Sunday, April 29, 2012

Habitable zone around Red dwarf

Artist's conception of a the red dwarf star CHRX 73 A and its companion object CHRX 73 B. The companion object is around 12 Jupiter masses, and may either be a planet, a failed star or a brown dwarf

wikipedia tells

Planetary habitability of red dwarf star systems is subject to some debate. In spite of their great numbers and long lifespans, there are several factors which may make life difficult on planets around a red dwarf star.

Tidally locked
First, planets in the habitable zone of a red dwarf would be so close to the parent star that they would likely be tidally locked.

This would mean that one side would be in perpetual daylight and the other in eternal night. This could create enormous temperature variations from one side of the planet to the other. Such conditions would appear to make it difficult for forms of life similar to those on Earth to evolve.

And it appears there is a great problem with the atmosphere of such tidally locked planets: the perpetual night zone would be cold enough to freeze the main gases of their atmospheres, leaving the daylight zone nude and dry.

On the other hand, recent theories propose that either a thick atmosphere or planetary ocean could potentially circulate heat around such a planet, or life could survive by migration.

Alternatively, a moon in orbit around a gas giant planet may be habitable. It would circumvent the tidal lock problem by becoming tidally locked to its planet. This way there would be a day/night cycle as the moon orbited its primary, and there would be distribution of heat.

In addition, red dwarfs emit most of their radiation as infrared light, while on Earth plants use energy mostly in the visible spectrum.

Red dwarfs emit almost no ultraviolet light, which would be a problem, should this kind of light be required for life to exist.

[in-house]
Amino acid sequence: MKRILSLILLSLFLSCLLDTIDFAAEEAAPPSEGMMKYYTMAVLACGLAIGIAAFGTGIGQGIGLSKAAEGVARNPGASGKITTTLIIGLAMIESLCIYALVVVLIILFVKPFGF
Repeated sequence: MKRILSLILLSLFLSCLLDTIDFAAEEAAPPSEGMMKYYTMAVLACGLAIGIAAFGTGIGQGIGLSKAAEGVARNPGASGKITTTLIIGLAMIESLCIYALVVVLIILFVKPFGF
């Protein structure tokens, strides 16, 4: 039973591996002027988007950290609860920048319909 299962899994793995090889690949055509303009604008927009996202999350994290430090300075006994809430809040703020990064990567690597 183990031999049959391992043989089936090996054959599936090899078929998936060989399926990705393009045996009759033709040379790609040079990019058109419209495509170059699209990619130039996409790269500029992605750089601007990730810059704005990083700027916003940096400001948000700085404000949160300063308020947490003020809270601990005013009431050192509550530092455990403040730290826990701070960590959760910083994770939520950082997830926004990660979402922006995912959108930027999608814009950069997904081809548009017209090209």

Variability in stellar energy output may also have negative impacts on development of life. Red dwarfs are often covered by starspots, reducing stellar output by as much as 40% for months at a time. At other times, some red dwarfs, called flare stars, can emit gigantic flares, doubling their brightness in minutes. This variability may also make it difficult for life to develop and persist near a red dwarf star. Gibor Basri of the University of California, Berkeley claims a planet orbiting close to a red dwarf star could keep its atmosphere even if the star flares.

This is important stuff for Astrobiology considering planetary habitable zones around the billions of stars in the Universe.

It also and makes us praise even more our Heavenly Father for His Sun which He generously allows to shine to us also visible and ultraviolet light regardless of whether we are evil or good, as His only Son has said.

But I say unto you, love your enemies, bless them that curse you, do good to them that hate you, and pray for them that despitefully use you and persecute you, that ye may be the children of your Father who is in Heaven. For He maketh His sun to rise on the evil and on the good, and sendeth rain on the just and on the unjust.
Matthew 5:44-45 KJ21

Update 3 June 2012  Search for intelligent life with highly focused technique BBC article

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